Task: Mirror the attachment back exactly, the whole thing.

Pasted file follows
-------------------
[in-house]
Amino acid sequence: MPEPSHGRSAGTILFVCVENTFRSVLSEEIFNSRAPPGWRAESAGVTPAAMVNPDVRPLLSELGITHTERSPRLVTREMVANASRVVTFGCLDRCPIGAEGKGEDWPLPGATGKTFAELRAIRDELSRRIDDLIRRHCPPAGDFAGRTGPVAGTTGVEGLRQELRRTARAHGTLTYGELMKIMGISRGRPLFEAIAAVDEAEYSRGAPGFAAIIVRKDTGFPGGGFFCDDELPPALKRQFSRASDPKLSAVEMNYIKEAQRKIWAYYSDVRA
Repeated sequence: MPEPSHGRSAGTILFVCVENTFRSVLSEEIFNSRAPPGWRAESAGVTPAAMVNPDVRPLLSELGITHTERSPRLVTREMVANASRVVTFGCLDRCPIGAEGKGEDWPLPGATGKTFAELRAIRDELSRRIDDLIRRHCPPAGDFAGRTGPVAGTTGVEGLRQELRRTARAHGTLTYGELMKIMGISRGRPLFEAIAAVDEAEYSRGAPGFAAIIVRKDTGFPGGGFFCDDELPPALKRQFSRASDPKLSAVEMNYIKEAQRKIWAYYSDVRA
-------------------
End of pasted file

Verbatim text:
[in-house]
Amino acid sequence: MPEPSHGRSAGTILFVCVENTFRSVLSEEIFNSRAPPGWRAESAGVTPAAMVNPDVRPLLSELGITHTERSPRLVTREMVANASRVVTFGCLDRCPIGAEGKGEDWPLPGATGKTFAELRAIRDELSRRIDDLIRRHCPPAGDFAGRTGPVAGTTGVEGLRQELRRTARAHGTLTYGELMKIMGISRGRPLFEAIAAVDEAEYSRGAPGFAAIIVRKDTGFPGGGFFCDDELPPALKRQFSRASDPKLSAVEMNYIKEAQRKIWAYYSDVRA
Repeated sequence: MPEPSHGRSAGTILFVCVENTFRSVLSEEIFNSRAPPGWRAESAGVTPAAMVNPDVRPLLSELGITHTERSPRLVTREMVANASRVVTFGCLDRCPIGAEGKGEDWPLPGATGKTFAELRAIRDELSRRIDDLIRRHCPPAGDFAGRTGPVAGTTGVEGLRQELRRTARAHGTLTYGELMKIMGISRGRPLFEAIAAVDEAEYSRGAPGFAAIIVRKDTGFPGGGFFCDDELPPALKRQFSRASDPKLSAVEMNYIKEAQRKIWAYYSDVRA